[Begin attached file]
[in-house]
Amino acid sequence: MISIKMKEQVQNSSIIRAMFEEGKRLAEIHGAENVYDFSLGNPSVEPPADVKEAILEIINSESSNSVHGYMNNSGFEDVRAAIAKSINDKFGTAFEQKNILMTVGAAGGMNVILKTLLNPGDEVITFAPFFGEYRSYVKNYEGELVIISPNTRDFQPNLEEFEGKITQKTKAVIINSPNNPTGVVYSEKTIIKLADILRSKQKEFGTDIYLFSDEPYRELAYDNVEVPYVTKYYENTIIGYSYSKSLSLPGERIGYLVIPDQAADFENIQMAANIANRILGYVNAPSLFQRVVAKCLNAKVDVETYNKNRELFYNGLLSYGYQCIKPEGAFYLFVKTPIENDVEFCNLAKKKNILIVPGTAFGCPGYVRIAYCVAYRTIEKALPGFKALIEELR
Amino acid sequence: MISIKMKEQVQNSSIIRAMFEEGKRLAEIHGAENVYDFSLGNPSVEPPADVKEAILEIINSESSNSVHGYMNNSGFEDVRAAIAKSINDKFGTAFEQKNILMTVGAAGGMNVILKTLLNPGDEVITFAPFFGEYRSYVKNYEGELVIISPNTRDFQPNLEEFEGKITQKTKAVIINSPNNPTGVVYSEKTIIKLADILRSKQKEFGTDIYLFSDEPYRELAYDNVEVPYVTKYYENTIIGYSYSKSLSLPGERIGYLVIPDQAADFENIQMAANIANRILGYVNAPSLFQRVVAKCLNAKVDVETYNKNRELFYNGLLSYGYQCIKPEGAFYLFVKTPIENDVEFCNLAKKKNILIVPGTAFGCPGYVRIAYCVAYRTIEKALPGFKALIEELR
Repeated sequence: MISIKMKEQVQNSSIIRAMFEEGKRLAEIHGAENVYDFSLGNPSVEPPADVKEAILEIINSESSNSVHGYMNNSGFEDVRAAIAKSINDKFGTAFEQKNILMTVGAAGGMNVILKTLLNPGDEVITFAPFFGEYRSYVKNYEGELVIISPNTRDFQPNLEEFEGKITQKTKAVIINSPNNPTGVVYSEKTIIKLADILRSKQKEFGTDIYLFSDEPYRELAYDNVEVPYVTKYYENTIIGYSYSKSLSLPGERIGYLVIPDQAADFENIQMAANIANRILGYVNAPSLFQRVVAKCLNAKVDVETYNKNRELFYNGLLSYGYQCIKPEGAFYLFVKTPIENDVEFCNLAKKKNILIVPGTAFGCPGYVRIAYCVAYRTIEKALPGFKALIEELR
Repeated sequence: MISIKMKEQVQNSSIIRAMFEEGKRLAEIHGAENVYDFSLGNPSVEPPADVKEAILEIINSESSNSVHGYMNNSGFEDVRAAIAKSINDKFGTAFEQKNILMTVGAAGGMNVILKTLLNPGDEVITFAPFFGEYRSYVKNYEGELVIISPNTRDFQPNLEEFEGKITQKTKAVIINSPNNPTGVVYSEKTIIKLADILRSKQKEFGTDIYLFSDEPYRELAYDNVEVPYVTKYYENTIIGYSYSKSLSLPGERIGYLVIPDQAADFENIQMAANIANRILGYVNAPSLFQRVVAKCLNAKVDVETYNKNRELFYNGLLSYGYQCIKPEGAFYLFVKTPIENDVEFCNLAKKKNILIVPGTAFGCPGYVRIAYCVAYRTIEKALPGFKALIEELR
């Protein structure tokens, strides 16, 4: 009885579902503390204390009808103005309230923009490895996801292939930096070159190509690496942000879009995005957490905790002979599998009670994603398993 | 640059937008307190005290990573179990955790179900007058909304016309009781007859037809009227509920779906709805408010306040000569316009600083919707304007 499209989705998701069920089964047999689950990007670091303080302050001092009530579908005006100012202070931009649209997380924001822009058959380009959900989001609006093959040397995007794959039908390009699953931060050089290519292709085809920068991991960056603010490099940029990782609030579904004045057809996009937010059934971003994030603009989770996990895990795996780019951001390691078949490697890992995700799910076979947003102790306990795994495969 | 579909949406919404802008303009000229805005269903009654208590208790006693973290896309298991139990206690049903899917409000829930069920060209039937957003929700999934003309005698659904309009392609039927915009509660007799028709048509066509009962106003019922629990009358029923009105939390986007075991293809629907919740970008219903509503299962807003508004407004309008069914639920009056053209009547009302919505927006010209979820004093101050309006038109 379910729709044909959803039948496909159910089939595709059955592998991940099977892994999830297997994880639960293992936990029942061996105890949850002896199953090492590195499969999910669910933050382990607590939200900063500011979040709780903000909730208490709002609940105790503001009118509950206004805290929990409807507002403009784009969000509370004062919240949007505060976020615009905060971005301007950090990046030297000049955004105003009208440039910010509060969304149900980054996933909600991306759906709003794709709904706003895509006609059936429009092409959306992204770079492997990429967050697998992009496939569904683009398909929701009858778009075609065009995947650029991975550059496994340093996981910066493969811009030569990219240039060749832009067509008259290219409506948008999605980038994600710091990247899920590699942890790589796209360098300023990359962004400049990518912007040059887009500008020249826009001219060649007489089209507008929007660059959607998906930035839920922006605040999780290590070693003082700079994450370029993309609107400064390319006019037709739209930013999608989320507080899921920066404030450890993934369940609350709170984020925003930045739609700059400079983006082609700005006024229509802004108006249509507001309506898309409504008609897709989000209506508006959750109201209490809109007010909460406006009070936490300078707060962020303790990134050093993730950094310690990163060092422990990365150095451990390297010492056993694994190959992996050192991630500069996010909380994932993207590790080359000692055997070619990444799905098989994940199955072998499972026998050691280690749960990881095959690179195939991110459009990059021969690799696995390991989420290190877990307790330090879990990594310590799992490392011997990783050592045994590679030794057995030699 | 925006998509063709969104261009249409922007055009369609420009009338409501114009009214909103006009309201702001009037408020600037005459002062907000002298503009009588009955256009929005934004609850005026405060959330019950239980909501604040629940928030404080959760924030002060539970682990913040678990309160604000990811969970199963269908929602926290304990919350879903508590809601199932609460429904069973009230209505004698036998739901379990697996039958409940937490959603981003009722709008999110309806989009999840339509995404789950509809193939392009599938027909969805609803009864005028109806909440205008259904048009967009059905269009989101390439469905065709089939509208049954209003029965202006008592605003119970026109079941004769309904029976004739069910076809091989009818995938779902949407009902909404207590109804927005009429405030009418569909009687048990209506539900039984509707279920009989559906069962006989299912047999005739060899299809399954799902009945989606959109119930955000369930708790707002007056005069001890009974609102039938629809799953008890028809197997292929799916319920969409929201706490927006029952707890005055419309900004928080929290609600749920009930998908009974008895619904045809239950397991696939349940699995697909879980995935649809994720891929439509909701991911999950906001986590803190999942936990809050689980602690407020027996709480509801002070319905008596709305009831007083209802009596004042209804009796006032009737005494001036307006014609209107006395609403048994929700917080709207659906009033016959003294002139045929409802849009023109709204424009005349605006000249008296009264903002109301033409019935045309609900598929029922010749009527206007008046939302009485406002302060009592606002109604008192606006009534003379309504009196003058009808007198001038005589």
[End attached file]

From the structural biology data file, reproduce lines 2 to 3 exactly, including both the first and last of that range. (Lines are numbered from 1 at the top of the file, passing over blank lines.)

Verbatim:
Amino acid sequence: MISIKMKEQVQNSSIIRAMFEEGKRLAEIHGAENVYDFSLGNPSVEPPADVKEAILEIINSESSNSVHGYMNNSGFEDVRAAIAKSINDKFGTAFEQKNILMTVGAAGGMNVILKTLLNPGDEVITFAPFFGEYRSYVKNYEGELVIISPNTRDFQPNLEEFEGKITQKTKAVIINSPNNPTGVVYSEKTIIKLADILRSKQKEFGTDIYLFSDEPYRELAYDNVEVPYVTKYYENTIIGYSYSKSLSLPGERIGYLVIPDQAADFENIQMAANIANRILGYVNAPSLFQRVVAKCLNAKVDVETYNKNRELFYNGLLSYGYQCIKPEGAFYLFVKTPIENDVEFCNLAKKKNILIVPGTAFGCPGYVRIAYCVAYRTIEKALPGFKALIEELR
Amino acid sequence: MISIKMKEQVQNSSIIRAMFEEGKRLAEIHGAENVYDFSLGNPSVEPPADVKEAILEIINSESSNSVHGYMNNSGFEDVRAAIAKSINDKFGTAFEQKNILMTVGAAGGMNVILKTLLNPGDEVITFAPFFGEYRSYVKNYEGELVIISPNTRDFQPNLEEFEGKITQKTKAVIINSPNNPTGVVYSEKTIIKLADILRSKQKEFGTDIYLFSDEPYRELAYDNVEVPYVTKYYENTIIGYSYSKSLSLPGERIGYLVIPDQAADFENIQMAANIANRILGYVNAPSLFQRVVAKCLNAKVDVETYNKNRELFYNGLLSYGYQCIKPEGAFYLFVKTPIENDVEFCNLAKKKNILIVPGTAFGCPGYVRIAYCVAYRTIEKALPGFKALIEELR